The “Cheney-Rumsfeld cabal” may now be down to one. But there is every sign that Cheney will continue to be the dominant force in the White House, and he recently asserted,
“You cannot make national security policy on the basis of [elections]. It may not be popular with the public. It doesn’t matter, in the sense that we have to continue the mission [in Iraq].”
Granted, Cheney made those comments before the election. But it is virtually certain that Bush vetted with Cheney the nomination of Robert Gates to succeed Rumsfeld and, if past experience is precedent, it is a virtual certainty that Gates will continue to earn an A+ for “loyalty.” Look for a “Cheney-Gates cabal.”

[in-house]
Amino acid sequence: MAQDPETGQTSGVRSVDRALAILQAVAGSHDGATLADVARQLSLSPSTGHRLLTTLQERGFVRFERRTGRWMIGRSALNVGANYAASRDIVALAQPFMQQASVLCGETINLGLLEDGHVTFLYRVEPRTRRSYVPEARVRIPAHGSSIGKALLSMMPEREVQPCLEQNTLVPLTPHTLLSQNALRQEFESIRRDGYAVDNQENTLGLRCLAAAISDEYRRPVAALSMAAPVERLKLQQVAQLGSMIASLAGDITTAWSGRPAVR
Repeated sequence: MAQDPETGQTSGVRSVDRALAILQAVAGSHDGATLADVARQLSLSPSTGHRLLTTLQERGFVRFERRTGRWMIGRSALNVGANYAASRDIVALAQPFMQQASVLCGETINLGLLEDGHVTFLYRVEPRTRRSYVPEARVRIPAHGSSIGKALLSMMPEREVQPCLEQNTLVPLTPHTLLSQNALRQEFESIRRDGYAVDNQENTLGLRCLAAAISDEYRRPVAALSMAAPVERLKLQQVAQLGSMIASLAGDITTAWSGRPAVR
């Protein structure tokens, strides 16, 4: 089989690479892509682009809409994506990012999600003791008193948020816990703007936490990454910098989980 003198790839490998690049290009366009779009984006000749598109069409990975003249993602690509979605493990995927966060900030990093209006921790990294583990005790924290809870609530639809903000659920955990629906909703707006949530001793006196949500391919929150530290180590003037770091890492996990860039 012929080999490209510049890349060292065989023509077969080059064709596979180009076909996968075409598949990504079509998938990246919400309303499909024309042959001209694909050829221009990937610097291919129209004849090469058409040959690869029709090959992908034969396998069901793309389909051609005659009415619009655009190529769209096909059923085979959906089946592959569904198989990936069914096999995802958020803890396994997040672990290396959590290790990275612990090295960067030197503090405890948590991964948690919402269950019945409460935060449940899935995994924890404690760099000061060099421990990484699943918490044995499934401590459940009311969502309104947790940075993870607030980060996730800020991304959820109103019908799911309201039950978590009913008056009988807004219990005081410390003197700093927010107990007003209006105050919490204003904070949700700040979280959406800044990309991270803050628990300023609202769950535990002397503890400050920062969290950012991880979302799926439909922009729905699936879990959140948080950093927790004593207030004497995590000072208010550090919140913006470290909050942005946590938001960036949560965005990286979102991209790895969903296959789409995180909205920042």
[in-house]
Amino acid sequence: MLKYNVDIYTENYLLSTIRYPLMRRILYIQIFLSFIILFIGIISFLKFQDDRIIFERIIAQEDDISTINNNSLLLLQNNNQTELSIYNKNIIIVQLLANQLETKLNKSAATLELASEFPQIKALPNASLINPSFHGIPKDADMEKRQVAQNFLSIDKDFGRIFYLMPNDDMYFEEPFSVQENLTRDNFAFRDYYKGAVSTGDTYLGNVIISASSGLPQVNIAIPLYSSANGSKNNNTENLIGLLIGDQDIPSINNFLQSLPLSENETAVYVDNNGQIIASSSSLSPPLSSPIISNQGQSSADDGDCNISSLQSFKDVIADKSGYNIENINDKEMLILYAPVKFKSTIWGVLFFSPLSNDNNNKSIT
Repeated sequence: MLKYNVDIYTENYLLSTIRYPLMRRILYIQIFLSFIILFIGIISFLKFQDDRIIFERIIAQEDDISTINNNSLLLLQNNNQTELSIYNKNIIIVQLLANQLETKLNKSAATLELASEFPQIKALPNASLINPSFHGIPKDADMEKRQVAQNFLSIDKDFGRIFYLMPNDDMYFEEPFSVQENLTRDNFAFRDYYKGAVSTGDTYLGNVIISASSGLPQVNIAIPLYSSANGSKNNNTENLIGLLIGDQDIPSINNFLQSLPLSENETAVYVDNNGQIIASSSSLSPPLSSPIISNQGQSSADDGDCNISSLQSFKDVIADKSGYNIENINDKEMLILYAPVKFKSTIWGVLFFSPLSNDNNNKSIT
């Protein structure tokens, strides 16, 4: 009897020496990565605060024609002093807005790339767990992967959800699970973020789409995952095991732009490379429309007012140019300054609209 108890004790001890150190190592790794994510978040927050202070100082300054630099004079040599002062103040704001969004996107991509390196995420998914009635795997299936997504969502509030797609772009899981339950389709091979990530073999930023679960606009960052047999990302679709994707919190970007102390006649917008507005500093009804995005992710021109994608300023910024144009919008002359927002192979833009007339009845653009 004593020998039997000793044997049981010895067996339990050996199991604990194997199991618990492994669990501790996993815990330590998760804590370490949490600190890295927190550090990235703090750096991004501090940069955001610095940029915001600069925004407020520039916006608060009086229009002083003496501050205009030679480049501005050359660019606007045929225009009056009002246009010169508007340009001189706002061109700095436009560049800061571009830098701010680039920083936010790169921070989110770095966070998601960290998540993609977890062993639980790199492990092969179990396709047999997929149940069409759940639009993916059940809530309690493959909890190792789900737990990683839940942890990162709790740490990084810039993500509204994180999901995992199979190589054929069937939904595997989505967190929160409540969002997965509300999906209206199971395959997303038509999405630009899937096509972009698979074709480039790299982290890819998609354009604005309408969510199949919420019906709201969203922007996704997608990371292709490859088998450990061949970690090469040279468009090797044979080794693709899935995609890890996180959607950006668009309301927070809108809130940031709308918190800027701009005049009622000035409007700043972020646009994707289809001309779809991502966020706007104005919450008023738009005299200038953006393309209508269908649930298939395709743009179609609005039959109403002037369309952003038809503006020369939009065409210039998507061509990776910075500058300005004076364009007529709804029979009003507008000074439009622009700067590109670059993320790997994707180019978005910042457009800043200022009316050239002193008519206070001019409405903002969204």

Gates has been getting unduly positive press treatment since the announcement of his nomination. This is in part due to his participation in the realist-led Iraq Study Group, a bipartisan panel tasked with devising plans to stabilize Iraq. There’s hope that Gates will help push through the group’s recommendations.
It is always possible that Gates really will bring, in the president’s words, “a fresh perspective and new ideas on how America can achieve our goals in Iraq,” but to those of us who have watched Gates parrot and implement White House policies not create new ones this seems a long shot. And as noted yesterday by Rep. Tom Lantos (D-Calif.), who will probably chair the House International Affairs Committee,
“You can’t unscramble the omelet and the tremendous mistakes that were made after major military operations; I don’t see any magical solutions.”